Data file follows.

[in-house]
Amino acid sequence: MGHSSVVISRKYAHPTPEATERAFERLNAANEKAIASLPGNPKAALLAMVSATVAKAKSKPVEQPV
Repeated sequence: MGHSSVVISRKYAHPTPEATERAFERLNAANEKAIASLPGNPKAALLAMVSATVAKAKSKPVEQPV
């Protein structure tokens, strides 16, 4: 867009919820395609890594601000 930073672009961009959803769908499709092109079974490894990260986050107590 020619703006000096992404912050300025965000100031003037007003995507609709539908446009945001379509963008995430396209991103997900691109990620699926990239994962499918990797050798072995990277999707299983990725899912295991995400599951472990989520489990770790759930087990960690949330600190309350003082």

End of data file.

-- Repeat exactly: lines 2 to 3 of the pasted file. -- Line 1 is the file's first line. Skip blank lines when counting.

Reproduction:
Amino acid sequence: MGHSSVVISRKYAHPTPEATERAFERLNAANEKAIASLPGNPKAALLAMVSATVAKAKSKPVEQPV
Repeated sequence: MGHSSVVISRKYAHPTPEATERAFERLNAANEKAIASLPGNPKAALLAMVSATVAKAKSKPVEQPV